• On frameworks prior to 4.5, an exception thrown while initialising the reader can result in the stream being closed. Added code for 4.5+ to prevent this from happening
  • Added a new constructor parameter for framework 4.5+ to allow the user to indicate that the supplied stream should be left open when the reader is disposed
  • Thanks to a comment from disore, fixed ArgumentExceptions thrown when the end of the stream is reached during instantiation; wrapped some instantiation exceptions in ExifLibExceptions.

NuGet Release

ExifLib is now available on nuget! Simply install from the Visual Studio Package Manager Console using Install-Package ExifLib.

License

This article, along with any associated source code and files, is licensed under The Code Project Open License (CPOL)

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About the Author

Simon McKenzie
Software Developer BreastScreen Victoria
Australia Australia

Simon McKenzie has been working as a developer for 10 years, primarily in .NET, with interests in imaging and GIS, particularly on mobile platforms. He is the author of the award winning MapSnap GPS, a moving map application for Windows Phone. He's also the author of the popular (free) high-speed ExifLib EXIF extractor for .NET.


Comments and Discussions

 
GeneralLearn from you Pin
lovevb12316-Mar-13 6:47
memberlovevb12316-Mar-13 6:47 
QuestionInterface for mocking Pin
MartinWager6-Feb-13 23:57
memberMartinWager6-Feb-13 23:57 
AnswerRe: Interface for mocking Pin
Simon McKenzie7-Feb-13 12:57
memberSimon McKenzie7-Feb-13 12:57 
QuestionParse problem Pin
schurig31-Jan-13 23:53
memberschurig31-Jan-13 23:53 
AnswerRe: Parse problem Pin
BrandonOrding7-Feb-13 16:38
memberBrandonOrding7-Feb-13 16:38 
GeneralRe: Parse problem Pin
Simon McKenzie7-Feb-13 16:51
memberSimon McKenzie7-Feb-13 16:51 
AnswerRe: Parse problem Pin
Simon McKenzie7-Feb-13 16:46
memberSimon McKenzie7-Feb-13 16:46 
BugTweaks needed to make this work with Blackberry images Pin
stevehiner10-Dec-12 13:39
memberstevehiner10-Dec-12 13:39 
First of all, thanks for contributing this to the community. I love what you've done. Unfortunately it doesn't work with the images I have that were taken on Blackberry devices. I've found a couple issues. I don't know enough about RAW exif data to guess if these are bugs in ExifLib or in how the Blackberry writes the exif data but I wouldn't be surprised if Blackberry isn't quite meeting the spec. I have found that Windows 7 will display the Exif data in the image properties.

In these files I have found it throws an index error in the last call to CatalogueIFD made from ExifReader.CreateTagIndex. The issue appears to be that the entryCount gets set to 18761 on the first ReadUShort call. I'm guessing there really aren't 18761 entries. That causes the fileStream position to eventually exceed the length of the file such that the call to ReadUShort throws an ArgumentOutOfRangeException error. I fixed it by dropping:
if (fileStream.Position > fileStream.Length - 2)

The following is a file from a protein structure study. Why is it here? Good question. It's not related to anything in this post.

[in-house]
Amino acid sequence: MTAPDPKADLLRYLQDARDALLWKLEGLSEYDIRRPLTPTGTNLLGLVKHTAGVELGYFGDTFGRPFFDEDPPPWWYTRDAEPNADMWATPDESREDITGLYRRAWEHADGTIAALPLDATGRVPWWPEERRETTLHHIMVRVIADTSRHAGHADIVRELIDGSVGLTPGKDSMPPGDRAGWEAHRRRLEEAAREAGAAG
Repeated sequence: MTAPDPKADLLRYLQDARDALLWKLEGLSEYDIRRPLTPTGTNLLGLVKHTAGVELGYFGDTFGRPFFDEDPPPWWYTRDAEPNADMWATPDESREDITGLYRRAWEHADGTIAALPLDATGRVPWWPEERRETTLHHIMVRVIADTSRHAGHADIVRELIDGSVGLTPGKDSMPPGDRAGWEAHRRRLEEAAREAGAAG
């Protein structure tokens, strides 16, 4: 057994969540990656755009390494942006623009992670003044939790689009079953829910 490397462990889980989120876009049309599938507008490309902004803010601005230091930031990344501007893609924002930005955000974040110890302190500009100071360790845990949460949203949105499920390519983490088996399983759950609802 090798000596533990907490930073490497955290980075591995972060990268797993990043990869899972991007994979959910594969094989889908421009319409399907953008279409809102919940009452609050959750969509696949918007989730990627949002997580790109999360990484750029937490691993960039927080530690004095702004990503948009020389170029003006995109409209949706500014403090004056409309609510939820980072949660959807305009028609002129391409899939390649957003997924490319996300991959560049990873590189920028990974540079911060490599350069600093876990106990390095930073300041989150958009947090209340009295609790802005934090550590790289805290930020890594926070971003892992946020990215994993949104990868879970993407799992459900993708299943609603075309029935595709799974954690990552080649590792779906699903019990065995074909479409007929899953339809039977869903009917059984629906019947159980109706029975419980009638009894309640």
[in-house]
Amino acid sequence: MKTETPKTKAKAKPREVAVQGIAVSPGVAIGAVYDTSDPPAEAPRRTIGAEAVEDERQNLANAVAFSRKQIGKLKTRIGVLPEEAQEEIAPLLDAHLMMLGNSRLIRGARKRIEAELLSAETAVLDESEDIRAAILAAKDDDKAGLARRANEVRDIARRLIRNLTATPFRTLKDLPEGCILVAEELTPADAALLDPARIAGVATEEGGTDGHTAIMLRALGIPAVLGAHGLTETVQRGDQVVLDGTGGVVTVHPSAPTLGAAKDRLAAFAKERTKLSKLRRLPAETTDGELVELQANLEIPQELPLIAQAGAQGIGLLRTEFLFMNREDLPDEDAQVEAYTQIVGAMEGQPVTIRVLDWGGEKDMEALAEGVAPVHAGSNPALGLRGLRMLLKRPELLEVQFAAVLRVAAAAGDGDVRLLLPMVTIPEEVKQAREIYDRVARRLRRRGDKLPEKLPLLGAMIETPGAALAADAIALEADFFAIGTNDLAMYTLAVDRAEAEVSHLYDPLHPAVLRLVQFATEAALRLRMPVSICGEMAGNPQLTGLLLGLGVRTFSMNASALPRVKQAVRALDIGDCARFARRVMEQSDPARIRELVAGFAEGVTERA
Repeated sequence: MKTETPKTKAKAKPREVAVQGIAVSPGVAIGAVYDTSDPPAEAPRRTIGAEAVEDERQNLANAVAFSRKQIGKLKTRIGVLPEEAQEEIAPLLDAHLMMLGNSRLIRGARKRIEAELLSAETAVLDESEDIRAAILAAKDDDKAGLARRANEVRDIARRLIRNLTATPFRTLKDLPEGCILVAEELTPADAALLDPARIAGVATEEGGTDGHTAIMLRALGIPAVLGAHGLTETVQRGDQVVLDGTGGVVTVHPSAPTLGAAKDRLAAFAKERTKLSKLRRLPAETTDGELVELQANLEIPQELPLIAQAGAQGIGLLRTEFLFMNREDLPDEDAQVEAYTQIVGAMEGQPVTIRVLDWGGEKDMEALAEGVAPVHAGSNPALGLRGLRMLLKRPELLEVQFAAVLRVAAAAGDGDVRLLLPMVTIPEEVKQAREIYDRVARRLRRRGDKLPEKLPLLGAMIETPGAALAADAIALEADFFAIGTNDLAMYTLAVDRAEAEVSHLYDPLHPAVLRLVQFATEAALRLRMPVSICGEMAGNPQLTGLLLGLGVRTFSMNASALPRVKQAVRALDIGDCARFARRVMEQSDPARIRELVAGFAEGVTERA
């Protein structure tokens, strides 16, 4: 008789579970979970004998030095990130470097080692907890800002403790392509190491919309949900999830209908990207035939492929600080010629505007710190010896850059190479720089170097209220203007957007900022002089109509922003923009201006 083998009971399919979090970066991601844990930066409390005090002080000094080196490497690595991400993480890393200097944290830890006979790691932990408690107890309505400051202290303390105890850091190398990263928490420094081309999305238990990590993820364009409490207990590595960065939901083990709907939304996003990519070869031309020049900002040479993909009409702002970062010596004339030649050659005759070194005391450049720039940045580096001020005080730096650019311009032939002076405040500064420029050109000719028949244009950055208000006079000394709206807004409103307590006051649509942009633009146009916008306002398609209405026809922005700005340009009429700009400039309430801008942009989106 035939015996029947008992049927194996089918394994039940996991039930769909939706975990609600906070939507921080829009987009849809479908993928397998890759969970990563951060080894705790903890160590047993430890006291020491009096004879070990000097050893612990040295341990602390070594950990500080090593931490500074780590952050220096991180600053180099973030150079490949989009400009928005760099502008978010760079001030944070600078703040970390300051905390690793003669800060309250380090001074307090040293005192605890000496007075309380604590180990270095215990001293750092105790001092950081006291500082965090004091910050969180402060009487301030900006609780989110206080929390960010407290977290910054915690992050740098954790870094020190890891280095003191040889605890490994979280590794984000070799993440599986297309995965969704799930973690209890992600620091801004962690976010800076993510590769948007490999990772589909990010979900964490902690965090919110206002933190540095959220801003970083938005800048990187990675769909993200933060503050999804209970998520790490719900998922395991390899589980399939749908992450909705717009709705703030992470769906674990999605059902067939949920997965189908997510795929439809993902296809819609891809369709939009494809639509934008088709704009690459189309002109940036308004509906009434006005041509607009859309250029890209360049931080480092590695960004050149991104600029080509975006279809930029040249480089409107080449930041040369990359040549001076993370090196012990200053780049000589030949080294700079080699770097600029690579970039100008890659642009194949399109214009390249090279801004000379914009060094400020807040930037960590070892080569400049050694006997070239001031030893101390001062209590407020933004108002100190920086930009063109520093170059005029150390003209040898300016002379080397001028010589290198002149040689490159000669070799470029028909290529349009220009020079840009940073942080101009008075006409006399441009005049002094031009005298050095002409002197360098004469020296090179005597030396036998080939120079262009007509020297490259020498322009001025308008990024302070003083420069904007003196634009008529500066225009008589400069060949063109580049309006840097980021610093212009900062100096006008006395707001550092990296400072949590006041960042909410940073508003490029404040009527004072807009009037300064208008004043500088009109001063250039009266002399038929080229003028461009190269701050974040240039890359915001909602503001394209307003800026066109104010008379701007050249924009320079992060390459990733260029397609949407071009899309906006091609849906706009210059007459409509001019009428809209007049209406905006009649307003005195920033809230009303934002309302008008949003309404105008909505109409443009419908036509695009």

break;
right before the ReadUShort call in the loop. My guess is that there's a better way to handle this because I would think this means it's going to read the entire file 2 bytes at a time when it's really not needed. Is there a sanity check we can put on that first
ushort entryCount = ReadUShort();
to make sure it doesn't pull back an invalid value?

Also, I just ran the speed test and the results don't look good. System.Drawing was able to read 488 images per second but ExifLib only got 51 per second. I'm guessing that's because ExifLib is reading the entire file due to the huge entryCount.

There's a minor issue is in the test app's frmMain.btnPopulate_Click. In the loop that runs through all the available fields when it gets to DeviceSettingDescription it throws an error when extracting the substring because renderedTag is zero length. renderedTag is zero length because the uint array in DeviceSettingDescription is zero length. I fixed that one by adding a length check before the substring call.

The Exif data lists the Software as "Rim Exif Version1.00a" if that helps at all.
Steve

GeneralRe: Tweaks needed to make this work with Blackberry images Pin
Simon McKenzie10-Dec-12 13:47
memberSimon McKenzie10-Dec-12 13:47 
GeneralRe: Tweaks needed to make this work with Blackberry images Pin
stevehiner10-Dec-12 13:51
memberstevehiner10-Dec-12 13:51 
GeneralRe: Tweaks needed to make this work with Blackberry images Pin
Simon McKenzie10-Dec-12 20:10
memberSimon McKenzie10-Dec-12 20:10 
GeneralRe: Tweaks needed to make this work with Blackberry images Pin
stevehiner11-Dec-12 7:23
memberstevehiner11-Dec-12 7:23 
GeneralRe: Tweaks needed to make this work with Blackberry images Pin
Simon McKenzie11-Dec-12 12:14
memberSimon McKenzie11-Dec-12 12:14 
QuestionWrite Support Pin
RadarRambox30-Nov-12 3:16
memberRadarRambox30-Nov-12 3:16 
AnswerRe: Write Support Pin
Simon McKenzie1-Dec-12 11:47
memberSimon McKenzie1-Dec-12 11:47 
AnswerRe: Write Support Pin
RadarRambox2-Dec-12 20:52
memberRadarRambox2-Dec-12 20:52 
GeneralMy vote of 5 Pin
reisenklaus14-Nov-12 12:08
memberreisenklaus14-Nov-12 12:08 
GeneralRe: My vote of 5 Pin
Simon McKenzie14-Nov-12 14:56
memberSimon McKenzie14-Nov-12 14:56 
GeneralRe: My vote of 5 Pin
Simon McKenzie14-Nov-12 19:05
memberSimon McKenzie14-Nov-12 19:05 
GeneralRe: My vote of 5 Pin
reisenklaus15-Nov-12 10:30
memberreisenklaus15-Nov-12 10:30 
Questionweb - File is not a valid JPEG [modified] Pin
nanonerd12-Nov-12 8:06
membernanonerd12-Nov-12 8:06 
AnswerRe: web - File is not a valid JPEG Pin
nanonerd12-Nov-12 11:17
membernanonerd12-Nov-12 11:17 
AnswerRe: web - File is not a valid JPEG Pin
Simon McKenzie12-Nov-12 12:32
memberSimon McKenzie12-Nov-12 12:32 
QuestionGreat library Pin
fallenstd5-Nov-12 2:39
memberfallenstd5-Nov-12 2:39 
QuestionRun FxCop and sign assembly using a strong name Pin
LittleBlueBird28-Oct-12 7:06
memberLittleBlueBird28-Oct-12 7:06